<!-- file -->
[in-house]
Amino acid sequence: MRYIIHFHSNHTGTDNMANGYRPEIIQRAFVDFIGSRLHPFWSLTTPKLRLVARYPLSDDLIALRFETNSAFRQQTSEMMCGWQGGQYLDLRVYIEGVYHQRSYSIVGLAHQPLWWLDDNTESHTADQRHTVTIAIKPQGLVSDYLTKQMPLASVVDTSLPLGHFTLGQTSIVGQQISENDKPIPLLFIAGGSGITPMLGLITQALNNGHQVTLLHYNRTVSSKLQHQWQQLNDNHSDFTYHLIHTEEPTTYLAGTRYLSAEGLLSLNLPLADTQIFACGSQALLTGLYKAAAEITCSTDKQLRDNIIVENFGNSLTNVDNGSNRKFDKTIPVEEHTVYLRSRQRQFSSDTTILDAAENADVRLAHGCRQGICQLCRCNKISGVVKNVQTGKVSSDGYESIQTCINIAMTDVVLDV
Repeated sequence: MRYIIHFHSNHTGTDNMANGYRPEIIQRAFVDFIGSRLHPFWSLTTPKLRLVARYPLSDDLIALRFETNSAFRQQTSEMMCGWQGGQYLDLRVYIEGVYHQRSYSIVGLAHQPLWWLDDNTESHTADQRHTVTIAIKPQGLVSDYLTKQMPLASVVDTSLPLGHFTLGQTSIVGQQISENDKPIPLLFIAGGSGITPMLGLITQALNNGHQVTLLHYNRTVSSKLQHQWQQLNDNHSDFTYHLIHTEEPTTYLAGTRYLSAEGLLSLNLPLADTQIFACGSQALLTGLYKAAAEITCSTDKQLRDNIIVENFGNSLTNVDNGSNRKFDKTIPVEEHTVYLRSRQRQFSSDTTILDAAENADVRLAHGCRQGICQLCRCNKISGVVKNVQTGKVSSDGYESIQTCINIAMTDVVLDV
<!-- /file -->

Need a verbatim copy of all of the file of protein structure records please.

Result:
[in-house]
Amino acid sequence: MRYIIHFHSNHTGTDNMANGYRPEIIQRAFVDFIGSRLHPFWSLTTPKLRLVARYPLSDDLIALRFETNSAFRQQTSEMMCGWQGGQYLDLRVYIEGVYHQRSYSIVGLAHQPLWWLDDNTESHTADQRHTVTIAIKPQGLVSDYLTKQMPLASVVDTSLPLGHFTLGQTSIVGQQISENDKPIPLLFIAGGSGITPMLGLITQALNNGHQVTLLHYNRTVSSKLQHQWQQLNDNHSDFTYHLIHTEEPTTYLAGTRYLSAEGLLSLNLPLADTQIFACGSQALLTGLYKAAAEITCSTDKQLRDNIIVENFGNSLTNVDNGSNRKFDKTIPVEEHTVYLRSRQRQFSSDTTILDAAENADVRLAHGCRQGICQLCRCNKISGVVKNVQTGKVSSDGYESIQTCINIAMTDVVLDV
Repeated sequence: MRYIIHFHSNHTGTDNMANGYRPEIIQRAFVDFIGSRLHPFWSLTTPKLRLVARYPLSDDLIALRFETNSAFRQQTSEMMCGWQGGQYLDLRVYIEGVYHQRSYSIVGLAHQPLWWLDDNTESHTADQRHTVTIAIKPQGLVSDYLTKQMPLASVVDTSLPLGHFTLGQTSIVGQQISENDKPIPLLFIAGGSGITPMLGLITQALNNGHQVTLLHYNRTVSSKLQHQWQQLNDNHSDFTYHLIHTEEPTTYLAGTRYLSAEGLLSLNLPLADTQIFACGSQALLTGLYKAAAEITCSTDKQLRDNIIVENFGNSLTNVDNGSNRKFDKTIPVEEHTVYLRSRQRQFSSDTTILDAAENADVRLAHGCRQGICQLCRCNKISGVVKNVQTGKVSSDGYESIQTCINIAMTDVVLDV